The next morning, Blore goes outside to look for Armstrong and is struck by stonework toppled from the floor above. Lombard takes binoculars found beside the body and sees what Blore had—a corpse on the beach. It is Armstrong. Miss Claythorne pulls out the gun, now certain that Lombard is the killer. He tells her that his real name is Charles Morley, and that the real Lombard was his friend and had committed suicide. Morley has a flash of insight and urges Vera to shoot him.
Miss Claythorne fires and Morley drops. Returning to the mansion, she finds a noose hanging in the parlor and discovers who Owen is: Quinncannon, very much alive. The judge tells her that all his life he had searched for perfect justice. After learning that he was terminally ill, he concocted this plan. He persuaded Armstrong to fake his (Quinncannon's) death, supposedly to help catch Owen, then murdered Armstrong. He tells Miss Claythorne that she can either hang herself or be sent to the gallows (as the only possible perpetrator). He drinks poisoned whiskey, but then sees Morley alive before he succumbs. Miss Claythorne had missed intentionally.
- Barry Fitzgerald as Judge Francis J. Quinncannon
- Walter Huston as Dr. Edward G. Armstrong
- Louis Hayward as Philip Lombard/Charles Morley
- June Duprez as Vera Claythorne
- Roland Young as Detective William Henry Blore
- Mischa Auer as Prince Nikita "Nikki" Starloff
- C. Aubrey Smith as General Sir John Mandrake
- Judith Anderson as Emily Brent
- Richard Haydn as Thomas Rogers
- Queenie Leonard as Ethel Rogers
- Harry Thurston as Fred Narracott
|This section is empty. You can help by adding to it. (January 2016)|
Differences from the novel
This adaptation of the novel took, overall, fewer liberties with Christie's plot than some of the other versions. Most of the changes were made in order to comply with the strict censorship of the day, which included changing the backstories behind Miss Brent's and Vera Claythorne's crimes, since a film that would imply such themes as child murder and teenage pregnancy would never be allowed to be viewed by the general public.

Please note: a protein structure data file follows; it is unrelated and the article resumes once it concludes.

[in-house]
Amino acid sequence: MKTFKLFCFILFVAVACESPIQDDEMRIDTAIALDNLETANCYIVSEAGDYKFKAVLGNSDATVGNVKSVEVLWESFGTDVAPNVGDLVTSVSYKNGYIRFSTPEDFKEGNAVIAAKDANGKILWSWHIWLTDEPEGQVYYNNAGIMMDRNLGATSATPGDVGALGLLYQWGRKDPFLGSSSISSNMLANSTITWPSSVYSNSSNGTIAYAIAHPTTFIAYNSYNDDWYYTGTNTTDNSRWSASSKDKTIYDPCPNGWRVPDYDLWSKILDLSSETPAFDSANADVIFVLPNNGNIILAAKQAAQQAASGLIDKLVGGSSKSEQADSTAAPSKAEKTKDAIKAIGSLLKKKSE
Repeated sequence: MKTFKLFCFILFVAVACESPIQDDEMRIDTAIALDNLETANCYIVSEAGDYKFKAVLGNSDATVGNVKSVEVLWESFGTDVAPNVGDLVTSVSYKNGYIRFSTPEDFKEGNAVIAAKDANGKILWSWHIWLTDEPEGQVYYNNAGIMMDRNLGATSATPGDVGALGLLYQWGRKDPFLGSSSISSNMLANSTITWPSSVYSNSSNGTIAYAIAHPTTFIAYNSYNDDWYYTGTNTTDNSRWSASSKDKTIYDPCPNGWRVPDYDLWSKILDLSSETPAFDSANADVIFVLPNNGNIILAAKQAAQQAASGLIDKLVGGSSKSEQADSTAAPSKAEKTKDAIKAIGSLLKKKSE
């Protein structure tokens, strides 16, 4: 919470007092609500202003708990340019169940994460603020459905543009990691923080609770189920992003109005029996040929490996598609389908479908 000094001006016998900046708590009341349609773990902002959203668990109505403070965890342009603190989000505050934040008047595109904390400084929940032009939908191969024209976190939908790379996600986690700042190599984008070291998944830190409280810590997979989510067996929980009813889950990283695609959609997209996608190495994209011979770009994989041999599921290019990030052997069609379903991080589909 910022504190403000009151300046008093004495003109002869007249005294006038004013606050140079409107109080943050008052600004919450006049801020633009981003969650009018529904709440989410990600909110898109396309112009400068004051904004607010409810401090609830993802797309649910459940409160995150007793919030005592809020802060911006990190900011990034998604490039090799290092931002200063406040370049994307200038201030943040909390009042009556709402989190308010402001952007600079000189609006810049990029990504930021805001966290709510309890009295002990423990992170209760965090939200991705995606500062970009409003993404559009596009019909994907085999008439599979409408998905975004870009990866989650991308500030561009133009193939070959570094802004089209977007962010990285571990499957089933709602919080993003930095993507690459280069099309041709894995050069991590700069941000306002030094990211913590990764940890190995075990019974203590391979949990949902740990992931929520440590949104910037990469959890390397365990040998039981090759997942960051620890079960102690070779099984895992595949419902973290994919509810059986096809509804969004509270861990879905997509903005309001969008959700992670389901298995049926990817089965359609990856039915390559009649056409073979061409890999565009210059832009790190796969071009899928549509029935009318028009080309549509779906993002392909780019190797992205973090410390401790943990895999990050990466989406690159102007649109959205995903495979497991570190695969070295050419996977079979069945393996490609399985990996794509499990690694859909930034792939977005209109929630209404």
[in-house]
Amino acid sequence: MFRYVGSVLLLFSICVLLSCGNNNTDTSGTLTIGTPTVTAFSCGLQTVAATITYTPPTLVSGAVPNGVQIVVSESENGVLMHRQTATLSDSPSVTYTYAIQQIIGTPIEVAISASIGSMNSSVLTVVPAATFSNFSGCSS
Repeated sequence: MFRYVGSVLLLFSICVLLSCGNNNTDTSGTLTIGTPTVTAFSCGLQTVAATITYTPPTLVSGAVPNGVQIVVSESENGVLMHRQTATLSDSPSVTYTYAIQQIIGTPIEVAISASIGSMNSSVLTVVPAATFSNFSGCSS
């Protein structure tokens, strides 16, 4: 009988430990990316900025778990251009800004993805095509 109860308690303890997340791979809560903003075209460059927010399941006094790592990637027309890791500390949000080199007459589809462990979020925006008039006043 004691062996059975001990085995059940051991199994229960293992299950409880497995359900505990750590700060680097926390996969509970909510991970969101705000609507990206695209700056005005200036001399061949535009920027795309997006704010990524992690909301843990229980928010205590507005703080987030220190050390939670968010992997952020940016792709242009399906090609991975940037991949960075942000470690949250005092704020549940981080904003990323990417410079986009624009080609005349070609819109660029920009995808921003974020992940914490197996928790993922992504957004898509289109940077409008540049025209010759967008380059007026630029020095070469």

Some of the other characters' names and crimes were also changed. Judge Francis J Quincannon was known as Justice Lawrence J Wargrave in the book. General Sir John Mandrake was called General John Gordon Macarthur and Prince Nikita Starloff replaced Anthony Marston. In the novel, Marston had killed two children—John and Lucy Combes—while driving recklessly.
Only the 1987 soviet film and the 2015 BBC One versions kept to the novel's ending. This film, in line with all the other Western versions, changed the shooting of Philip Lombard (played by Louis Hayward) and the suicide of Vera Claythorne's character (played by June Duprez) in favour of a more upbeat ending. Vera pretends to shoot Lombard so that the real murderer will believe he is dead.
This film follows the altered denouement Christie herself had rewritten for her 1943 stage version of the book. There is one major alteration: in the play, Vera thinks she has shot Lombard, after which the murderer appears and attacks her; Lombard, who was only grazed, comes to at the last minute and shoots the murderer as he is about to strangle the terrified girl. The film, however, simply has Vera help Lombard fake his death, then confront the culprit who commits suicide after revealing his motive and murder techniques. The end result is the same; the two major characters are left alive and innocent of the crimes they were accused of. Later remakes in 1965, 1974, and 1989 (all using the title Ten Little Indians) also used one of these two revised finales.
One final alteration is the title. Christie's novel was originally titled Ten Little Niggers and then it was changed to Ten Little Indians, the title it is often known by today. In some countries, such as US and Australia, the novel was renamed And Then There Were None.
This section has multiple issues. Please help improve it or discuss these issues on the talk page. (Learn how and when to remove these template messages)(Learn how and when to remove this template message)
And Then There Were None currently holds a 100% approval rating on Rotten Tomatoes.
Christie's mystery has been filmed a number of times, including as Ten Little Indians (1965), Ten Little Indians (1974), Desyat Negrityat (1987) and Ten Little Indians (1989), with variations to its characters and locale.
- Aubrey Solomon, Twentieth Century-Fox: A Corporate and Financial History Rowman & Littlefield, 2002 p 221
- Hurst, Walter (2008). Film Superlist: Motion Pictures in the U.S. Public Domain (1940-1949). Hollywood Film Archive. ISBN 0-913616-27-3.
- Crowther, Bosley (November 1, 1945). "And Then There Were None (1945)". The New York Times.
- Radio Times 1 July 1960 (issue 1912) page 23 The Saturday Film
- "Winners of the Golden Leopard". Locarno. Retrieved 2012-08-12.
- Arnold, Jeremy. "And Then There Were None - Home Movie Reviews". TCM Movie Database. Retrieved 2015-06-16.
|Wikimedia Commons has media related to And Then There Were None (1945 film).|